Indian police investigating the rape and murder of a British teenage girl in Goa last month, said they will take X-rays of her bones to determine her age, but her lawyer described it as "dilatory tactics".
Scarlett Keeling was found dead on a beach in the coastal state of Goa on February 18. Her passport shows she was 15-years-old.
Police originally said Keeling had drowned after taking drugs, but changed their story after Keeling's mother complained and a second autopsy suggested she had been raped and murdered.
They also arrested a man suspected of raping Keeling and were questioning him for more leads.
On Tuesday, senior police officers said they did not doubt Keeling's age, but were only trying to prove her age scientifically.
"We do not want to take any more chances, as tomorrow someone might say that Scarlett was not a teenager," Bosco Jorge, a senior police officer told Reuters from Goa.
"Once forensic experts have done their job, we will hand over her body to the family for burial," he said on telephone.
Keeling's mother, Fiona MacKeown, who always insisted her daughter had been raped and killed, wrote to the government saying the police did not ask for her permission to conduct new tests.
"They want to violate her body again without any reason," Vikram Varma, Mackeown's lawyer, told Reuters from Goa.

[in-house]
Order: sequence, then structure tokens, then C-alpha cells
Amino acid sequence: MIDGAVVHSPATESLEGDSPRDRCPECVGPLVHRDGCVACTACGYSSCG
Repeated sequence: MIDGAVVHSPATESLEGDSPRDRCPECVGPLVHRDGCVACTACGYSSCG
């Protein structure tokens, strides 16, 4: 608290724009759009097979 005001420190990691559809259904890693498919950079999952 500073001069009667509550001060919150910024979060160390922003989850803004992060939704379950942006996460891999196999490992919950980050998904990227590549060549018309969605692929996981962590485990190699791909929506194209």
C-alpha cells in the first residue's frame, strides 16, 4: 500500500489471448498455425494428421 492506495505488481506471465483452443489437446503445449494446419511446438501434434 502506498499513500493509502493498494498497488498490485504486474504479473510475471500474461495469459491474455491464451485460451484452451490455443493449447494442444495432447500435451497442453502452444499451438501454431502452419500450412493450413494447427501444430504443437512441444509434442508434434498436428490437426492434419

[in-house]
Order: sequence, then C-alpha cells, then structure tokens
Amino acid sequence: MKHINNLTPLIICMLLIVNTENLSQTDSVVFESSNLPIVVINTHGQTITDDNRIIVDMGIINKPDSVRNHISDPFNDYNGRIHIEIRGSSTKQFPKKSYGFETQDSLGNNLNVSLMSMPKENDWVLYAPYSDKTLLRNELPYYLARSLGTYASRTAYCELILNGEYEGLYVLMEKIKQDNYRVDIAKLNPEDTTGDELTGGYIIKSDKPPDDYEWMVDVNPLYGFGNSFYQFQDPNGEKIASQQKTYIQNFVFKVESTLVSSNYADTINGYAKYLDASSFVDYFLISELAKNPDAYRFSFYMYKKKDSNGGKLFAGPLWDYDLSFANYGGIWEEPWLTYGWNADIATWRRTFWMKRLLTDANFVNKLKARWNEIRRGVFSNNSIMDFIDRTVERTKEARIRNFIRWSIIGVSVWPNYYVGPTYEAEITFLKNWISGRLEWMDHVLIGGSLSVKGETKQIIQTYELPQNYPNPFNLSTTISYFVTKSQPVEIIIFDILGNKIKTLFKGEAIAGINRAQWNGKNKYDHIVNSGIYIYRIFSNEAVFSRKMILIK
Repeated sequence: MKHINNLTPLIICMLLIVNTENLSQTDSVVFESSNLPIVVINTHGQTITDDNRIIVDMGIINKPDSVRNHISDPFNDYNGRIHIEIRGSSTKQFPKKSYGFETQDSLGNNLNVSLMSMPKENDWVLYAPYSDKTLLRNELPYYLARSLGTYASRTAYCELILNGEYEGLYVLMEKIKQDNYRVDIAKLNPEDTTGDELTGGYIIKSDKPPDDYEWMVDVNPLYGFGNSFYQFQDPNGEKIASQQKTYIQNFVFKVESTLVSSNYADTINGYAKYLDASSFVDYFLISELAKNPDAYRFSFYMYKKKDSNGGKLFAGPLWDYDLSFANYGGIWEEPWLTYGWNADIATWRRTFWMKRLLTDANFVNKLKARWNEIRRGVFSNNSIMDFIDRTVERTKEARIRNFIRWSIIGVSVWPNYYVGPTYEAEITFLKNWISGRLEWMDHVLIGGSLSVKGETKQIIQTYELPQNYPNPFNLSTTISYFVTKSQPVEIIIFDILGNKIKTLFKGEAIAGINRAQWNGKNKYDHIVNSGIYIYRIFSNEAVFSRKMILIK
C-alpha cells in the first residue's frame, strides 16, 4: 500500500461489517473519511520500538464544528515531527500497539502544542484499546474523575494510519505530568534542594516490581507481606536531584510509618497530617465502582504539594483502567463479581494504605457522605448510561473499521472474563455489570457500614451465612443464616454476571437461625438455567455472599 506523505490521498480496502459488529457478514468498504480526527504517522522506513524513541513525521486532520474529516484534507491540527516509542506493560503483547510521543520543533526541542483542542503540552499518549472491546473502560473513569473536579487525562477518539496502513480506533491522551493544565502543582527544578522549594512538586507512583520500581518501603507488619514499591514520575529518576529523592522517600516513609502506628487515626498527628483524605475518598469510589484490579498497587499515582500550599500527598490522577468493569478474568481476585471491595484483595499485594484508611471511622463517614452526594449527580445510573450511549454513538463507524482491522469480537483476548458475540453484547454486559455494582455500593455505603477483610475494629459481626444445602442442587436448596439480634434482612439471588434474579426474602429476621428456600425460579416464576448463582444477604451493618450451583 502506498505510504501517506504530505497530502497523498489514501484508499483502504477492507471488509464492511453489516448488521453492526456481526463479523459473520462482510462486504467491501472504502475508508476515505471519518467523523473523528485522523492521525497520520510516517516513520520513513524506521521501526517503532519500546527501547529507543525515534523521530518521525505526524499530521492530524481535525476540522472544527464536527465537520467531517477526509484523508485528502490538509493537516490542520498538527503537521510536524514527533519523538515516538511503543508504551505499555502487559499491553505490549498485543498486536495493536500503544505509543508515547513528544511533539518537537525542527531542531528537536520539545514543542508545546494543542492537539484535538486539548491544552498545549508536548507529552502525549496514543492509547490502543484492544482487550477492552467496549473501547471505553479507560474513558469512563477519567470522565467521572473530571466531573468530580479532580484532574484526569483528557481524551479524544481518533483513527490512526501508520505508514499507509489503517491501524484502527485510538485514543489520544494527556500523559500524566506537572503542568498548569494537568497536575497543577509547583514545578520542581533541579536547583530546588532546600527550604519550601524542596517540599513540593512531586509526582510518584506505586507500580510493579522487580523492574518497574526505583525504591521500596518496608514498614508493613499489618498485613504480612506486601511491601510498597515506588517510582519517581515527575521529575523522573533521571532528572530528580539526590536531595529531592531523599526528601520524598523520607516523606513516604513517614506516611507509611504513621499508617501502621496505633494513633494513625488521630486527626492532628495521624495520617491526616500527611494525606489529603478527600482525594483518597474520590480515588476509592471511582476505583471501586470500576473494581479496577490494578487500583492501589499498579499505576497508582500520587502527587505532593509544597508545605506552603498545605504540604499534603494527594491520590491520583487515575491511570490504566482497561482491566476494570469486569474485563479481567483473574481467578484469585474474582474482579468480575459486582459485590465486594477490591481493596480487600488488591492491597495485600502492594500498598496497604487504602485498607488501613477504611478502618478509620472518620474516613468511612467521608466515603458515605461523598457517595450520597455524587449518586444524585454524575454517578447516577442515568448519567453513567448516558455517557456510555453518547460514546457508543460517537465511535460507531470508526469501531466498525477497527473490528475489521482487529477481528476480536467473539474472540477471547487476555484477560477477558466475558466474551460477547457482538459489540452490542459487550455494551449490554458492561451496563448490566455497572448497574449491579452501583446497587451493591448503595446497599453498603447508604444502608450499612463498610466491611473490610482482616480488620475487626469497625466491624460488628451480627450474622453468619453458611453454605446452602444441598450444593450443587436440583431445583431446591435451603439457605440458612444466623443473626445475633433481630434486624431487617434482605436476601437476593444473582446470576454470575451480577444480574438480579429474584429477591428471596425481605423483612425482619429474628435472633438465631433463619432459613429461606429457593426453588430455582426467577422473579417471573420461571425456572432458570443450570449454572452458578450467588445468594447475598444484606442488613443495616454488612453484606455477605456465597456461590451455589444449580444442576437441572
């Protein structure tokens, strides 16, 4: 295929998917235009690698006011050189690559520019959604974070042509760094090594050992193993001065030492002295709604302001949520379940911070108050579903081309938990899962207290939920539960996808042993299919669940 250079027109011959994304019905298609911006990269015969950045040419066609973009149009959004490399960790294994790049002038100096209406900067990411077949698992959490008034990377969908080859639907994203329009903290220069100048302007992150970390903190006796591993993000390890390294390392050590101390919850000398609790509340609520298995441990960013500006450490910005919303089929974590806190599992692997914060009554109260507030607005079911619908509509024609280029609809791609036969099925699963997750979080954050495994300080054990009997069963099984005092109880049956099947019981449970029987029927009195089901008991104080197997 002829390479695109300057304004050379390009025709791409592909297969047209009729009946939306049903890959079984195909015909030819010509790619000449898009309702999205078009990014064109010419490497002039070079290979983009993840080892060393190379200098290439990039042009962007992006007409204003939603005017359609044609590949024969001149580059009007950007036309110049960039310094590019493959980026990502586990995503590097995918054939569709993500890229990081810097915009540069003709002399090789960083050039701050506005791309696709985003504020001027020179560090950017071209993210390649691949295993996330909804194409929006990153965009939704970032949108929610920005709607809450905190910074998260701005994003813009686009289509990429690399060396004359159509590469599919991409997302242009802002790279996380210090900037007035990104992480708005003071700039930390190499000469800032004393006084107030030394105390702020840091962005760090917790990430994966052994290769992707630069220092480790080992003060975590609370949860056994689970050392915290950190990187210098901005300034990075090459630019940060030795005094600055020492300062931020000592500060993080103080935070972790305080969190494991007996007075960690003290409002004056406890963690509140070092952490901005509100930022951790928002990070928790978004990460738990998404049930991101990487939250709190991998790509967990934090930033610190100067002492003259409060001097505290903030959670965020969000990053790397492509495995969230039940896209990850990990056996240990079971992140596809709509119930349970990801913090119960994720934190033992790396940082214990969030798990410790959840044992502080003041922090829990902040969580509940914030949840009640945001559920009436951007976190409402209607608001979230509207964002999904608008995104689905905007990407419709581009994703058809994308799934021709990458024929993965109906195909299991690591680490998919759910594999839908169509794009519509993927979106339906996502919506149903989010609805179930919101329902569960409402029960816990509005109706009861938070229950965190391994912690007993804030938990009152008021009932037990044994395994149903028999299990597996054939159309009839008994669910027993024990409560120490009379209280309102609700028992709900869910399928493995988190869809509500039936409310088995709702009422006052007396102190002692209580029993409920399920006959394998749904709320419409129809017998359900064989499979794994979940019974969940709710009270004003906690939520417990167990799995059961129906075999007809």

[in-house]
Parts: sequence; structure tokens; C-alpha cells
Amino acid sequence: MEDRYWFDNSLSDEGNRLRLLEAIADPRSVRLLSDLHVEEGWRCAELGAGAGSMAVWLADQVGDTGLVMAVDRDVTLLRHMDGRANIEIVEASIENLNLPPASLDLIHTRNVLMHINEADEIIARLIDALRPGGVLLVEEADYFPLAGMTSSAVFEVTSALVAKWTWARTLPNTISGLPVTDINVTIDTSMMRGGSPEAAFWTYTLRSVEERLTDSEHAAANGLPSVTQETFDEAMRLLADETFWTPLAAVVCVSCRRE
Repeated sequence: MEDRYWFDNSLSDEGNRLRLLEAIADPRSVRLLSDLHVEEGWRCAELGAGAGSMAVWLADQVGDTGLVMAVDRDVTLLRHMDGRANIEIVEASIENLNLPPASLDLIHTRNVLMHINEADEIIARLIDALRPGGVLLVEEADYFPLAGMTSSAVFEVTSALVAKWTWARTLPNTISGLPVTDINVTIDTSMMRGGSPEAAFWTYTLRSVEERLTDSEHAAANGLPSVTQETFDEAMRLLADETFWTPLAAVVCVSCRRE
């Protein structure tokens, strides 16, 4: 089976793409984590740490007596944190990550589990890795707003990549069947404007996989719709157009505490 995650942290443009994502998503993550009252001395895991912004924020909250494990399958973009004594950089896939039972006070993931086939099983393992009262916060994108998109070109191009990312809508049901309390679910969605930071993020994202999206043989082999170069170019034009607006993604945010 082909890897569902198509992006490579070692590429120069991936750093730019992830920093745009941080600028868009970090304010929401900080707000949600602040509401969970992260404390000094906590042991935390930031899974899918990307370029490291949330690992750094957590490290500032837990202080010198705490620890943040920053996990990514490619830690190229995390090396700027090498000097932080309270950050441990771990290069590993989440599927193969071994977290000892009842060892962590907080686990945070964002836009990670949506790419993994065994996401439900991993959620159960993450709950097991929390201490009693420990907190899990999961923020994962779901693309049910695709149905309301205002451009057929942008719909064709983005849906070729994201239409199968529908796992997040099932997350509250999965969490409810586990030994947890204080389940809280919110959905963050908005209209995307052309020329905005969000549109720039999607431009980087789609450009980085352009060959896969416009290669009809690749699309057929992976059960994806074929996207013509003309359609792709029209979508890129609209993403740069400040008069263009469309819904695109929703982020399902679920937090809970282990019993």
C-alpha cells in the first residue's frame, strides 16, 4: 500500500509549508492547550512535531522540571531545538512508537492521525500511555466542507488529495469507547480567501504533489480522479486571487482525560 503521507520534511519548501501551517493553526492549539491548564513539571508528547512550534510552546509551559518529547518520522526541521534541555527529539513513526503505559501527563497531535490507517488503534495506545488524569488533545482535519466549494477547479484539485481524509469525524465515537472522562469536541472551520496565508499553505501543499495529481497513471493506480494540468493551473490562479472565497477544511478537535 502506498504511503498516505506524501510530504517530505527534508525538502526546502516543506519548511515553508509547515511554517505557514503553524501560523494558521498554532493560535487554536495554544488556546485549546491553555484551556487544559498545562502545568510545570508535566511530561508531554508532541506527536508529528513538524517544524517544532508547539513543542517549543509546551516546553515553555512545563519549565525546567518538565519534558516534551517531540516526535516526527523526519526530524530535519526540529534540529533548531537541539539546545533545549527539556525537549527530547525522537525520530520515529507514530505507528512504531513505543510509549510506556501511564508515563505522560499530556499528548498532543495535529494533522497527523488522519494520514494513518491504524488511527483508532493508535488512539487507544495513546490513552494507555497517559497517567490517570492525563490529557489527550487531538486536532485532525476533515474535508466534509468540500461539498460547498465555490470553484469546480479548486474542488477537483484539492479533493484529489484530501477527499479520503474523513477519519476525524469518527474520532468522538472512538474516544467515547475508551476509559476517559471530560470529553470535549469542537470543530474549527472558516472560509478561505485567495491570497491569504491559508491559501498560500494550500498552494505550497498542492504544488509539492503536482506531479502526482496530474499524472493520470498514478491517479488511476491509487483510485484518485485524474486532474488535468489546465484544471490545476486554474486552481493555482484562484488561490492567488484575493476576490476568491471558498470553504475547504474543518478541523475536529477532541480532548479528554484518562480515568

"We have strongly protested and asked them not to carry out further tests as they have already done two autopsies."
Her mother argued with police officers that they could not ignore documentary evidence of Scarlett's age as given in the passport, Varma said.
"Normally ossification tests are carried only on unidentified bodies, but they are stretching this too far," Varma said on behalf of MacKeown.
Indian media said there may have been an attempt to play down the death.
Goa's tourism minister, Francisco X Pacheco, said the police had deliberately covered up the murder to hush up their failure.
Keeling's case is the latest to highlight the safety of tourists in India. Tourism officials met this year to discuss attacks on tourists after at least seven foreign women and girls said they had been raped or molested.
"We are worried at the recent events and have set up a special police force to protect tourists," Ambika Soni, the federal tourism minister, said in India's Parliament on Tuesday.
(Editing by Alistair Scrutton and John Chalmers)